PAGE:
Economies have not come roaring back after the Covid-19 crisis due to complicated problems in labor markets. In the U.S., people’s decision not to come back to work is putting pressure on wages. In the EU, governments have to spur growth to solve financial imbalances.
In a nutshell
- Labor markets present deep economic challenges post-Covid
- Fewer willing workers in the U.S. means wages may have to rise
- In the EU, higher participation leaves little room for maneuver
The post-Covid recovery is sputtering on both sides of the Atlantic. Most analysts blame broken supply chains, and indeed, the presence of serious global bottlenecks is undeniable. Health restrictions have increased the time it takes to ship cargo across the world. Many industries are suffering from a lack of the goods they need to make their products, and the prices of many of these goods have soared. All this, however, is only part of the problem.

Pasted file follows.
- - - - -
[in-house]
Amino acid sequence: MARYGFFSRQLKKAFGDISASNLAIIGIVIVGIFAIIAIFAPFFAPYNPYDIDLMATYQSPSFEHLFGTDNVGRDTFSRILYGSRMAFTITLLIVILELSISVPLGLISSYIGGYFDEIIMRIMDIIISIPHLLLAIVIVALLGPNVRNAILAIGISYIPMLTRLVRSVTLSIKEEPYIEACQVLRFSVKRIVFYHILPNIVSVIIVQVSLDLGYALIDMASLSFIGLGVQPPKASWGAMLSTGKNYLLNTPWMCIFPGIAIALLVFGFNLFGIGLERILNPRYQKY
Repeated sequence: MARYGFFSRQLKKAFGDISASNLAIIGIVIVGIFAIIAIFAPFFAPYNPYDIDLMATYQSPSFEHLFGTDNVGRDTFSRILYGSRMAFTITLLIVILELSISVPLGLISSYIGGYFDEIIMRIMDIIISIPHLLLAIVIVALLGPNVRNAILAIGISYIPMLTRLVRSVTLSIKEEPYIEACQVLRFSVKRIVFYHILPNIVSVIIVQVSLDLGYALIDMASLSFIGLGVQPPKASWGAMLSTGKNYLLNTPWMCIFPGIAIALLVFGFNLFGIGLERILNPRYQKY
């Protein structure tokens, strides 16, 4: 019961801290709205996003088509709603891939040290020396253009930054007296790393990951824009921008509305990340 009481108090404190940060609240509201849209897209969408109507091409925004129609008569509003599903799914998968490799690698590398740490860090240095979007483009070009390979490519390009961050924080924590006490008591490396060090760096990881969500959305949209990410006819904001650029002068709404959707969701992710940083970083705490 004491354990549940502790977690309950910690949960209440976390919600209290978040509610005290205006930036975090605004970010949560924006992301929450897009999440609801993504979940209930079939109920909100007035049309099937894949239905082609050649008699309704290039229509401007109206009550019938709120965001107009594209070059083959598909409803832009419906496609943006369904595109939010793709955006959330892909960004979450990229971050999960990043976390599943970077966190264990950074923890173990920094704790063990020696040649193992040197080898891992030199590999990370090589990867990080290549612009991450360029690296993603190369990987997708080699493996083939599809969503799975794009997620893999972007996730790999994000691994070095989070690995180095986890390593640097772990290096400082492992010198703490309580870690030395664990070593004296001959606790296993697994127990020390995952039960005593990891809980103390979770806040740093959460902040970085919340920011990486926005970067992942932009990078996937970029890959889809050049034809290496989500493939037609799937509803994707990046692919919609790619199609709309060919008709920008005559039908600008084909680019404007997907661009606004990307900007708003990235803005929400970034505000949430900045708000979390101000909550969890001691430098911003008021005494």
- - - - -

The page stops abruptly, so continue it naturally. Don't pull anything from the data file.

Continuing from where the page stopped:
Not coming back
Labor markets present deeper, less transitory challenges. In the United States, even though data shows that demand for goods and services has been rising fast, the labor market remains stuck in neutral. Companies have begun trying to ramp up hiring but are running into trouble attracting workers. In October 2021, the number of employed workers in the U.S. rose by 531,000 – in line with expectations. Payrolls, however, remain 4.5 million units below January 2020, and the labor force participation rate is stuck at 61.6 percent (it was above 63 percent in February 2020). On the other hand, unemployment has dropped to 4.6 percent (it was almost 15 percent in the spring of 2020). That is not too far from the pre-Covid rate of about 3.5 percent.